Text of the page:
Jodi Kantor and Megan Twohey are investigative reporters at the New York Times. Jodi has focused on the workplace in her reporting, and particularly the treatment of women, covered two presidential campaigns, and is the author of The Obamas. Megan has focused much of her attention on the treatment of women and children, and, in 2014, as a reporter with Reuters News, was a finalist for the Pulitzer Prize for Investigative Reporting. Jodi and Megan shared numerous honors for breaking the Harvey Weinstein story, including a George Polk Award, and, along with colleagues, the Pulitzer Prize for Public Service. They both live in Brooklyn, NY with their families. You can visit Jodi Kantor and Megan Twohey online at SheSaidTheBook.com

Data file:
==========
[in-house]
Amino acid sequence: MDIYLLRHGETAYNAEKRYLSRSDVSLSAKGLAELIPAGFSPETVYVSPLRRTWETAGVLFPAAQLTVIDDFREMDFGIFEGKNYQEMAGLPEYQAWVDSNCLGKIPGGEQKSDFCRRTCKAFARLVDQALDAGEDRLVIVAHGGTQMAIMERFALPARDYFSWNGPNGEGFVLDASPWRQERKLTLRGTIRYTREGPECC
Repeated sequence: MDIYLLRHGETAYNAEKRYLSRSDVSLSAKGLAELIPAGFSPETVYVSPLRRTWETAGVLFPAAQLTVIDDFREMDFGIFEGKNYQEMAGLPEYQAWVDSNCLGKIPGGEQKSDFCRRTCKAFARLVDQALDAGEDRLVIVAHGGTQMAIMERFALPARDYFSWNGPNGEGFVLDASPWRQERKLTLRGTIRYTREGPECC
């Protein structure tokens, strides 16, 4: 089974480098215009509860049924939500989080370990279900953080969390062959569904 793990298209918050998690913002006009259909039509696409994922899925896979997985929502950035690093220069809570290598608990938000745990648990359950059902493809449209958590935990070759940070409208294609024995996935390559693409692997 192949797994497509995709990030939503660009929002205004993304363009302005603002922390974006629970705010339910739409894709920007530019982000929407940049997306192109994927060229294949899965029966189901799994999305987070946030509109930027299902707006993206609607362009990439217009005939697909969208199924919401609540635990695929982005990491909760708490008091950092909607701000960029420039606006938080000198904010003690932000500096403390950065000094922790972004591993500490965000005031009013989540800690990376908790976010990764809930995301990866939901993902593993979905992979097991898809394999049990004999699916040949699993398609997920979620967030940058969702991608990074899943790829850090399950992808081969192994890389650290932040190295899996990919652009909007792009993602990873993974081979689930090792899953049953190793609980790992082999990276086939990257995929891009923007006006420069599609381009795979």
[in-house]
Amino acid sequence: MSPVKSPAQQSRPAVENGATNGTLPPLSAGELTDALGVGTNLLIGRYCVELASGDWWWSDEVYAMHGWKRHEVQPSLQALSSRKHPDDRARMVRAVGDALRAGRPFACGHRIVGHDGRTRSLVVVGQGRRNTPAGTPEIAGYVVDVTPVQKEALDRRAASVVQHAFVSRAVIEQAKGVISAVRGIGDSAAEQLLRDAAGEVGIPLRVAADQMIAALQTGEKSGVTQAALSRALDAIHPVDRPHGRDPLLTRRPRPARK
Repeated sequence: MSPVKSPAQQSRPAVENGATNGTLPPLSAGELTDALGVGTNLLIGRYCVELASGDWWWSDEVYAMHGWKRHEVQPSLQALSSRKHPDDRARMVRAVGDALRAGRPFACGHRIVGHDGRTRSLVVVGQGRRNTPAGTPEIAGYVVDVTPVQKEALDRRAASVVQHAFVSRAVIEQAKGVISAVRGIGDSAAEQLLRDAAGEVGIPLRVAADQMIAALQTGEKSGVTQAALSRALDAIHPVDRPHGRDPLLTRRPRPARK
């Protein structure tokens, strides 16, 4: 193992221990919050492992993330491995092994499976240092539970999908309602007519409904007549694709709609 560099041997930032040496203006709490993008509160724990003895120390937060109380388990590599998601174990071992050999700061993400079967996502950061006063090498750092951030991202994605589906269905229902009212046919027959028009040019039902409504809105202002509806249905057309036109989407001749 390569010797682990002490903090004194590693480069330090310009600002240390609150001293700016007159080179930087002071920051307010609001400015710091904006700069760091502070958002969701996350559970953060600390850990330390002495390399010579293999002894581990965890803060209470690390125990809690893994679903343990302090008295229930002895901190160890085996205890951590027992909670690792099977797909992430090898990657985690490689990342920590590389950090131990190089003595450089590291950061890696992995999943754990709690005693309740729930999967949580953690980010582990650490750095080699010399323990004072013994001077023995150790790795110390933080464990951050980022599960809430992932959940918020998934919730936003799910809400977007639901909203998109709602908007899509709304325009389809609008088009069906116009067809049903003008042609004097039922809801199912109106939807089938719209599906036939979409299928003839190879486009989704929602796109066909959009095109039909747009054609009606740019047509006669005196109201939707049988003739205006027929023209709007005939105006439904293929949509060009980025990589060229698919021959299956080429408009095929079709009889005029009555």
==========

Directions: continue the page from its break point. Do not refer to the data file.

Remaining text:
Ruby Shamir is an author, researcher, and adapter, who has worked on numerous New York Times bestselling and award-winning books. She lives in the Bronx, NY with her husband and three children. You can visit Ruby Shamir online at rubyshamir.com

Excerpt

Dear readers,

Welcome to our book and our partnership. In these pages, we’re inviting you on a journey to find the truth, hear from people who had previously been silenced, and hold powerful wrongdoers accountable.

This is also an invitation into investigative journalism.

You’re probably already immersed in general news coverage, reporting that accurately describes what’s visible in the world around us. Presidential elections. Natural disasters. The deaths of notable public figures. This kind of journalism can connect us with other people’s struggles and joys and make all of us witnesses to history. Many school papers include news reporting: on basketball games won or lost, or the appointment of a new principal.